Cintiq, A Short Review

If you guys follow me on Instagram or Facebook, you might have noticed this photo from a few days ago:  

After waffling for months and months, I finally had a treat yo' self moment and bought  a Wacom Cintiq 22HD.  Although I had mostly big love for my old Intuos 4 tablet, I've been dreaming about a Cintiq for a few years.  

When I initially decided to shoot for a Cintiq type display, I tinkered with the idea of trying out the  Monoprice version, until I read the not so outstanding reviews of it.  I looked at other options as well, but when it came down to finally buying, I went with the Cintiq 22HD even though the price tag was hefty.  

So I ordered it from Amazon last week and then spent the next day glued to my front windows, waiting on the UPS guy to deliver my fancy new toy.  I wish I was kidding about that last part, but no really, I was pretty much stalking the UPS guy on that day.  

Once I managed to drag it out of the box, set up was quite easy.  The Cintiq and stand together weigh about 30 pounds.  For a size reference, the Cintiq is just about as wide and tall as my 28 inch computer monitor.  It is not small.  Luckily, I have two large desks in my studio, so I have plenty of space for my Cintiq and my other monitor.  

Once I got the drivers installed and my dual monitor set up going, I was ready to roll.  

Honestly, I was a bit disappointed at first.  For the amount of money I spent, I expected to be blown away.  I expected something spectacular.  And I didn't get it, at first.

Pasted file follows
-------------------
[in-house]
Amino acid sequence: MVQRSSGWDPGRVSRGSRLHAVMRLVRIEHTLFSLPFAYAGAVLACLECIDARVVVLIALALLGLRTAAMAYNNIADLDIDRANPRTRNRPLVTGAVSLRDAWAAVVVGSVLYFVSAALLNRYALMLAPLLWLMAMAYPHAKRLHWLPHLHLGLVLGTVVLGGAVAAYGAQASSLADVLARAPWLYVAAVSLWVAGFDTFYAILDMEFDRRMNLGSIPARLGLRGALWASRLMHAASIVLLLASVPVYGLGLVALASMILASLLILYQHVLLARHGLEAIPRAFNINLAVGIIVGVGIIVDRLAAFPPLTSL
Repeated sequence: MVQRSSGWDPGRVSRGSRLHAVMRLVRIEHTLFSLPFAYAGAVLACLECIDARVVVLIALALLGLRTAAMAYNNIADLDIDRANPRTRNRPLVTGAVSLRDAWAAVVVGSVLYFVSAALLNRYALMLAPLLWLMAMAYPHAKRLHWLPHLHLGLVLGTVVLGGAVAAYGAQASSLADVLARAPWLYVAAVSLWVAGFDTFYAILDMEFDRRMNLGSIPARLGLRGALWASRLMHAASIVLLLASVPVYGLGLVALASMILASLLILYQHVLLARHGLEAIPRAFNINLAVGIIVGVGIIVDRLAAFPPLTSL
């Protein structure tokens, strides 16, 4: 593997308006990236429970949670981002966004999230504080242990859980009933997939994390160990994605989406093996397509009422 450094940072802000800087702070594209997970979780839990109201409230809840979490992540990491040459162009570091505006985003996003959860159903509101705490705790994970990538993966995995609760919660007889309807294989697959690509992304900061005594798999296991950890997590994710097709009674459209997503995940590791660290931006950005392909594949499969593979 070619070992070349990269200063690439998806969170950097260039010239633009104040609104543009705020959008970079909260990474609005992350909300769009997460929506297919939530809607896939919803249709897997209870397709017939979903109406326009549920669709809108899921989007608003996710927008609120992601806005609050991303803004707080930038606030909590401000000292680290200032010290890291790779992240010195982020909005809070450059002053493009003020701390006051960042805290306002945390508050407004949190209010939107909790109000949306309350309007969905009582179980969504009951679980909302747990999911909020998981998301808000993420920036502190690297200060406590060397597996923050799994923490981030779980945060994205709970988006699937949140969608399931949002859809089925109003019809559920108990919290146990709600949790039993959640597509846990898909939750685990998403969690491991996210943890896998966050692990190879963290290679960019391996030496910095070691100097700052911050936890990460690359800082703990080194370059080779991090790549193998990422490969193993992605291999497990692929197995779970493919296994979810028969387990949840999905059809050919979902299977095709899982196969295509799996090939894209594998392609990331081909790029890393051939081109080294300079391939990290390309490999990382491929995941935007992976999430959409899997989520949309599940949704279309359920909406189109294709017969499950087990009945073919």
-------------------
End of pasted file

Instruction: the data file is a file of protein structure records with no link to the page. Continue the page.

For those of you who are also using Intuos or Bamboo tablets or anything similar, you know that although you get used to it, there is something odd about drawing while staring straight ahead and a computer monitor.  There's a disconnect.  

When I first starting drawing on my Cintiq, suddenly drawing while looking at the Cintiq felt wrong.  And adjusting to the space between the glass and the cursor was also a bit awkward.  I didn't love it.  

And although the Cintiq has lots of programmable express keys and some touch strips, I found it to be a bit awkward that there wasn't a digital display to show me what each express key was programmed for, unless I hit another button at the top of the Cintiq, which felt like an extra step.  For me, the express keys were extra important, because I use a lot of keyboard shortcuts when I'm working in Photoshop.  With the Cintiq, I can't comfortably have my keyboard sitting in front of me, so having all of those express keys to program could take the place of that.  

And my final disappoint was that I couldn't draw a smooth line to save my life, which I didn't discover until the next day.  

My first day as a Cintiq owner was incredibly disappointing and I went to bed that night wondering if I should just send it back and stick with my Intuos instead.  

But I'm quite stubborn, so the next day I woke up ready to figure this dang thing out already!